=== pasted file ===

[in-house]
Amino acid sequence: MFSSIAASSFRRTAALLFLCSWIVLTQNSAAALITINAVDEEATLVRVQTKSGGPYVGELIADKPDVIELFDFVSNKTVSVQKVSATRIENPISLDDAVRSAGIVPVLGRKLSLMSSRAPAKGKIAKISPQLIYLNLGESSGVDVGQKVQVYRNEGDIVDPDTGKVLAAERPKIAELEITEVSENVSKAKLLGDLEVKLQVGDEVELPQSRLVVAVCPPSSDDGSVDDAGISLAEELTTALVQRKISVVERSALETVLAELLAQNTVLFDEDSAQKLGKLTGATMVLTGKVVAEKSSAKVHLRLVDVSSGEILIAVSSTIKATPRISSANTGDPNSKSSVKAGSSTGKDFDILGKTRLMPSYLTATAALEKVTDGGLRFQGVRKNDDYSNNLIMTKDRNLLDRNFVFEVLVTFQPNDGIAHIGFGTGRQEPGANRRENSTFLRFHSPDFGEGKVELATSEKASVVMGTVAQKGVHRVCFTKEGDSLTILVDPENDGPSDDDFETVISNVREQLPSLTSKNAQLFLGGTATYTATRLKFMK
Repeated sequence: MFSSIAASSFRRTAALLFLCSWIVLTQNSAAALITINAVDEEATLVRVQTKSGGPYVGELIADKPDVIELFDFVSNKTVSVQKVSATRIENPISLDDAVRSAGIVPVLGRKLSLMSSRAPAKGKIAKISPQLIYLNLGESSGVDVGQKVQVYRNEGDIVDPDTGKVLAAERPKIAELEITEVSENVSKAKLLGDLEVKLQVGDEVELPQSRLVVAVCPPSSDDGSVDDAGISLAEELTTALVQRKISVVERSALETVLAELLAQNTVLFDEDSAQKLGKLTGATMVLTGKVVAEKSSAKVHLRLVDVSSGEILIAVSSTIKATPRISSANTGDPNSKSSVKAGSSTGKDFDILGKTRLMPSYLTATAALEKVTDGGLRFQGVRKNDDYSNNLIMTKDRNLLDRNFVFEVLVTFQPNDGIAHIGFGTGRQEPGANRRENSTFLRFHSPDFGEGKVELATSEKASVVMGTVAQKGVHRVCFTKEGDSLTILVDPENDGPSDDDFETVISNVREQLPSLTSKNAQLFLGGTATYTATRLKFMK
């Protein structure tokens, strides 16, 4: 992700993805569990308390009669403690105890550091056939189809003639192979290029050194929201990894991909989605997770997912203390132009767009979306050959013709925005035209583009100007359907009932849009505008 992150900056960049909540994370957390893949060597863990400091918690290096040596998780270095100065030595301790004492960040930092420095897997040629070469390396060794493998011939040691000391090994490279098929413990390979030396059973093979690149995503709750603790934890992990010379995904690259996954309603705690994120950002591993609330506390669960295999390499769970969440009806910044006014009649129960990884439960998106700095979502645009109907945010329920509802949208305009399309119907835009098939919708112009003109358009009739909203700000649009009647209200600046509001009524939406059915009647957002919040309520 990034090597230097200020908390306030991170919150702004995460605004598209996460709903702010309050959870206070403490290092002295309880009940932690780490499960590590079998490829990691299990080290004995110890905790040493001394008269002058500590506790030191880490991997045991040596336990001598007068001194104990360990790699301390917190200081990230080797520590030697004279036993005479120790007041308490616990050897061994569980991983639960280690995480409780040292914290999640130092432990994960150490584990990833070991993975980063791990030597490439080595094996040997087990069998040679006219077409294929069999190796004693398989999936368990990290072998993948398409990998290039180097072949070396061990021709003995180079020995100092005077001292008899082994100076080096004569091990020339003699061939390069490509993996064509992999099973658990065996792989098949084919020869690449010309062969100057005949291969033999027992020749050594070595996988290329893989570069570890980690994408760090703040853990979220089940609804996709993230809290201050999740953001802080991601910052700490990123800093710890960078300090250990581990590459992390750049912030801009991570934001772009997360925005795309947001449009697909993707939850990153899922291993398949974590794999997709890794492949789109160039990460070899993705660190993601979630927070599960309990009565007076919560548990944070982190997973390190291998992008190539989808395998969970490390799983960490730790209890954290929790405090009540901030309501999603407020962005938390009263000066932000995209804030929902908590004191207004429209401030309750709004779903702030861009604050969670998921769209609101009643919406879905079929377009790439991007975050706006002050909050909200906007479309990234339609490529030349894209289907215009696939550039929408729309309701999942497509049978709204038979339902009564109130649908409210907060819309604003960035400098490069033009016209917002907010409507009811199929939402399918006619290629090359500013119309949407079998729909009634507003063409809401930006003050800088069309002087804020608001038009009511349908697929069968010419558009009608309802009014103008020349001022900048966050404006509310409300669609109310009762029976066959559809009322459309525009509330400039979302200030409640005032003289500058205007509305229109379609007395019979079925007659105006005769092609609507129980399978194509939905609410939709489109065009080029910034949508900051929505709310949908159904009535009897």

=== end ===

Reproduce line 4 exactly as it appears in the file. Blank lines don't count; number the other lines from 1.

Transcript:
């Protein structure tokens, strides 16, 4: 992700993805569990308390009669403690105890550091056939189809003639192979290029050194929201990894991909989605997770997912203390132009767009979306050959013709925005035209583009100007359907009932849009505008 992150900056960049909540994370957390893949060597863990400091918690290096040596998780270095100065030595301790004492960040930092420095897997040629070469390396060794493998011939040691000391090994490279098929413990390979030396059973093979690149995503709750603790934890992990010379995904690259996954309603705690994120950002591993609330506390669960295999390499769970969440009806910044006014009649129960990884439960998106700095979502645009109907945010329920509802949208305009399309119907835009098939919708112009003109358009009739909203700000649009009647209200600046509001009524939406059915009647957002919040309520 990034090597230097200020908390306030991170919150702004995460605004598209996460709903702010309050959870206070403490290092002295309880009940932690780490499960590590079998490829990691299990080290004995110890905790040493001394008269002058500590506790030191880490991997045991040596336990001598007068001194104990360990790699301390917190200081990230080797520590030697004279036993005479120790007041308490616990050897061994569980991983639960280690995480409780040292914290999640130092432990994960150490584990990833070991993975980063791990030597490439080595094996040997087990069998040679006219077409294929069999190796004693398989999936368990990290072998993948398409990998290039180097072949070396061990021709003995180079020995100092005077001292008899082994100076080096004569091990020339003699061939390069490509993996064509992999099973658990065996792989098949084919020869690449010309062969100057005949291969033999027992020749050594070595996988290329893989570069570890980690994408760090703040853990979220089940609804996709993230809290201050999740953001802080991601910052700490990123800093710890960078300090250990581990590459992390750049912030801009991570934001772009997360925005795309947001449009697909993707939850990153899922291993398949974590794999997709890794492949789109160039990460070899993705660190993601979630927070599960309990009565007076919560548990944070982190997973390190291998992008190539989808395998969970490390799983960490730790209890954290929790405090009540901030309501999603407020962005938390009263000066932000995209804030929902908590004191207004429209401030309750709004779903702030861009604050969670998921769209609101009643919406879905079929377009790439991007975050706006002050909050909200906007479309990234339609490529030349894209289907215009696939550039929408729309309701999942497509049978709204038979339902009564109130649908409210907060819309604003960035400098490069033009016209917002907010409507009811199929939402399918006619290629090359500013119309949407079998729909009634507003063409809401930006003050800088069309002087804020608001038009009511349908697929069968010419558009009608309802009014103008020349001022900048966050404006509310409300669609109310009762029976066959559809009322459309525009509330400039979302200030409640005032003289500058205007509305229109379609007395019979079925007659105006005769092609609507129980399978194509939905609410939709489109065009080029910034949508900051929505709310949908159904009535009897």